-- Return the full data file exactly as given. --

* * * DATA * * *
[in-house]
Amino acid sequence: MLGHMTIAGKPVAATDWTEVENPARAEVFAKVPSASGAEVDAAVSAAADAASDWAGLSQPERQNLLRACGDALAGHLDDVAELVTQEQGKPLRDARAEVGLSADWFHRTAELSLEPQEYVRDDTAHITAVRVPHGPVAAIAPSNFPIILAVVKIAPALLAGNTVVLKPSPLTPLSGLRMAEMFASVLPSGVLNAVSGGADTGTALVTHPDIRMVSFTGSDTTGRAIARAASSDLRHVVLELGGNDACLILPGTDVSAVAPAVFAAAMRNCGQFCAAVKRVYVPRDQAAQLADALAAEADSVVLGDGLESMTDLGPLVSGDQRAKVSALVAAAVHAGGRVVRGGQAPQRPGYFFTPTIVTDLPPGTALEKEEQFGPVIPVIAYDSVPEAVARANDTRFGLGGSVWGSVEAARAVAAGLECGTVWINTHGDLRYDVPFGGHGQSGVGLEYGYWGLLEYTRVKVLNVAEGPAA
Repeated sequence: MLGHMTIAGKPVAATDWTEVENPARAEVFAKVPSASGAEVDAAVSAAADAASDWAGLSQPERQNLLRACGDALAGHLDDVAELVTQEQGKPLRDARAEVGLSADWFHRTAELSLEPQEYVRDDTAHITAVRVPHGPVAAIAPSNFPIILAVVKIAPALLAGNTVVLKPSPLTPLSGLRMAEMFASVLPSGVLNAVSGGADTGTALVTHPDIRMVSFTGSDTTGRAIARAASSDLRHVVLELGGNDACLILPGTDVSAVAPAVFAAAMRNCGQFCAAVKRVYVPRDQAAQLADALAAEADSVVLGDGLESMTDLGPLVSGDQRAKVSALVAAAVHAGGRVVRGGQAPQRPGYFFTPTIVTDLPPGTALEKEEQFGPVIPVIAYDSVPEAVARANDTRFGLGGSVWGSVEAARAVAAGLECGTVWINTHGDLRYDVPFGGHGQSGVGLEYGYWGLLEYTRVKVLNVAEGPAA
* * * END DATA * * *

[in-house]
Amino acid sequence: MLGHMTIAGKPVAATDWTEVENPARAEVFAKVPSASGAEVDAAVSAAADAASDWAGLSQPERQNLLRACGDALAGHLDDVAELVTQEQGKPLRDARAEVGLSADWFHRTAELSLEPQEYVRDDTAHITAVRVPHGPVAAIAPSNFPIILAVVKIAPALLAGNTVVLKPSPLTPLSGLRMAEMFASVLPSGVLNAVSGGADTGTALVTHPDIRMVSFTGSDTTGRAIARAASSDLRHVVLELGGNDACLILPGTDVSAVAPAVFAAAMRNCGQFCAAVKRVYVPRDQAAQLADALAAEADSVVLGDGLESMTDLGPLVSGDQRAKVSALVAAAVHAGGRVVRGGQAPQRPGYFFTPTIVTDLPPGTALEKEEQFGPVIPVIAYDSVPEAVARANDTRFGLGGSVWGSVEAARAVAAGLECGTVWINTHGDLRYDVPFGGHGQSGVGLEYGYWGLLEYTRVKVLNVAEGPAA
Repeated sequence: MLGHMTIAGKPVAATDWTEVENPARAEVFAKVPSASGAEVDAAVSAAADAASDWAGLSQPERQNLLRACGDALAGHLDDVAELVTQEQGKPLRDARAEVGLSADWFHRTAELSLEPQEYVRDDTAHITAVRVPHGPVAAIAPSNFPIILAVVKIAPALLAGNTVVLKPSPLTPLSGLRMAEMFASVLPSGVLNAVSGGADTGTALVTHPDIRMVSFTGSDTTGRAIARAASSDLRHVVLELGGNDACLILPGTDVSAVAPAVFAAAMRNCGQFCAAVKRVYVPRDQAAQLADALAAEADSVVLGDGLESMTDLGPLVSGDQRAKVSALVAAAVHAGGRVVRGGQAPQRPGYFFTPTIVTDLPPGTALEKEEQFGPVIPVIAYDSVPEAVARANDTRFGLGGSVWGSVEAARAVAAGLECGTVWINTHGDLRYDVPFGGHGQSGVGLEYGYWGLLEYTRVKVLNVAEGPAA